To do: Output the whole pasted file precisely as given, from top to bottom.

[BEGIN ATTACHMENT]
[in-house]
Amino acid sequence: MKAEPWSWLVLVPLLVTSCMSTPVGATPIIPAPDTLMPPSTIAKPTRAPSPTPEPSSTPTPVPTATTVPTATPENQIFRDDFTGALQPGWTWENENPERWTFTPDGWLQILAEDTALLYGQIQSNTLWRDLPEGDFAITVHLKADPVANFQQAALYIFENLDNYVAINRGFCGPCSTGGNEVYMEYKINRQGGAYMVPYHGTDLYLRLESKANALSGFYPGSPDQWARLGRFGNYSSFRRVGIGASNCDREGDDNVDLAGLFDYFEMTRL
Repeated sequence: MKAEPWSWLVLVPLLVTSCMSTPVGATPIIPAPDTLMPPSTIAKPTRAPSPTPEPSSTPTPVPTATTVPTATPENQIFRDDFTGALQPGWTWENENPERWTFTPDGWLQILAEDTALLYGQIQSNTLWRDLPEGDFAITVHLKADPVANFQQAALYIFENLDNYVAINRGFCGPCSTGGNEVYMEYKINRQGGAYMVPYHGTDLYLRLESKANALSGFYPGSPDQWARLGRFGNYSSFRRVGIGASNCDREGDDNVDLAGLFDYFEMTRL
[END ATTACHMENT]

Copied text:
[in-house]
Amino acid sequence: MKAEPWSWLVLVPLLVTSCMSTPVGATPIIPAPDTLMPPSTIAKPTRAPSPTPEPSSTPTPVPTATTVPTATPENQIFRDDFTGALQPGWTWENENPERWTFTPDGWLQILAEDTALLYGQIQSNTLWRDLPEGDFAITVHLKADPVANFQQAALYIFENLDNYVAINRGFCGPCSTGGNEVYMEYKINRQGGAYMVPYHGTDLYLRLESKANALSGFYPGSPDQWARLGRFGNYSSFRRVGIGASNCDREGDDNVDLAGLFDYFEMTRL
Repeated sequence: MKAEPWSWLVLVPLLVTSCMSTPVGATPIIPAPDTLMPPSTIAKPTRAPSPTPEPSSTPTPVPTATTVPTATPENQIFRDDFTGALQPGWTWENENPERWTFTPDGWLQILAEDTALLYGQIQSNTLWRDLPEGDFAITVHLKADPVANFQQAALYIFENLDNYVAINRGFCGPCSTGGNEVYMEYKINRQGGAYMVPYHGTDLYLRLESKANALSGFYPGSPDQWARLGRFGNYSSFRRVGIGASNCDREGDDNVDLAGLFDYFEMTRL